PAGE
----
On Critical philosophy
. . . But the Critical philosophy expands the opposition in such a way that experience in its entirety, i.e., both those elements together, belongs to subjectivity and NOTHING remains opposite it but the thing-in-itself.
The specific forms of the a priori, i.e., of thinking, taken as merely subjective activity despite its objectivity, results as follows -- a systematization that, by the way, rests on merely psychological-historical foundations.
. . .
However, the misunderstanding of wanting already to know prior to knowing or
of wanting not to set foot in the water before one has learned to swim, very quickly creeps into the process.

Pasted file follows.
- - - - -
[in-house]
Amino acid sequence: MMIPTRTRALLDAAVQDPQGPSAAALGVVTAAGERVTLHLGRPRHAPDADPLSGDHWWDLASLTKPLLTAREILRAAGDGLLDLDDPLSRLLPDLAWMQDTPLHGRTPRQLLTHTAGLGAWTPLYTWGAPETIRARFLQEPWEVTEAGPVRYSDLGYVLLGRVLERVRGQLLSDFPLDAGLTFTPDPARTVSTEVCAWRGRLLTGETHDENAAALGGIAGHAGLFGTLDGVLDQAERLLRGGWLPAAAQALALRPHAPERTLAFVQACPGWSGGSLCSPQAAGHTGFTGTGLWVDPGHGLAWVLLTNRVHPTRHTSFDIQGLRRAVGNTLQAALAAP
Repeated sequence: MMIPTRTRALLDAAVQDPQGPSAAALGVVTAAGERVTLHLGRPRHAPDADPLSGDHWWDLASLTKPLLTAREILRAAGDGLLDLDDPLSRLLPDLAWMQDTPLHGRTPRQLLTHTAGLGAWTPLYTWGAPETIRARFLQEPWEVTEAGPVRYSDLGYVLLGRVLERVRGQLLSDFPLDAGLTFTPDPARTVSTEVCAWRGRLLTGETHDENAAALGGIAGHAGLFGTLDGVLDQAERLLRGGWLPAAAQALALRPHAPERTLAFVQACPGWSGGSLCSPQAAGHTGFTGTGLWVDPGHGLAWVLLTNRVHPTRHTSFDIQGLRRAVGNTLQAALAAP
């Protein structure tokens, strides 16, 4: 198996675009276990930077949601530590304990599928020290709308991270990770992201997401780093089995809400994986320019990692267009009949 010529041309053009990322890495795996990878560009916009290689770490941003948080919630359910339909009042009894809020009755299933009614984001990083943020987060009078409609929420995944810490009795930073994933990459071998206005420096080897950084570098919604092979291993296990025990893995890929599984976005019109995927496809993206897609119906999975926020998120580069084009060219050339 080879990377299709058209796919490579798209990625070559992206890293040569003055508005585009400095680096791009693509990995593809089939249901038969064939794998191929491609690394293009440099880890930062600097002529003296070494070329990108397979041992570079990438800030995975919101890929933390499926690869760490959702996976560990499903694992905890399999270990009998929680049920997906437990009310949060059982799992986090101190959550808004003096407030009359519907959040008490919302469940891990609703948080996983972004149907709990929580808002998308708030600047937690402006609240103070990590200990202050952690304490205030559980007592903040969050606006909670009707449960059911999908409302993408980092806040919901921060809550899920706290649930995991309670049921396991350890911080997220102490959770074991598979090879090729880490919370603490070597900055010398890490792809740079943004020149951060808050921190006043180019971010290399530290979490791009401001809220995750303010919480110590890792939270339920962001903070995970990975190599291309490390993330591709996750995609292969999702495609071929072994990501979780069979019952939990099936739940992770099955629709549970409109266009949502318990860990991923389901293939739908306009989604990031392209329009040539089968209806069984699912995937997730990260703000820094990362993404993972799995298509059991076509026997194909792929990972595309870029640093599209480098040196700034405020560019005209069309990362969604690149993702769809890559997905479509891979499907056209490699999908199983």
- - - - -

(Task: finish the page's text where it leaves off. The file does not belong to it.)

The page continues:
To be sure, the forms of thought should not be employed unexamined, but examining them is already itself a process of knowing.
. . .
They themselves examines themselves and they must determine for themselves their limits and point up their deficiency in themselves.
the forms of thought must be considered in and of themselves [an und für sich]
[dialectic] , namely that it is to be regarded not as something brought to bear on thought-determinations from outside of them, but instead as immanent in them.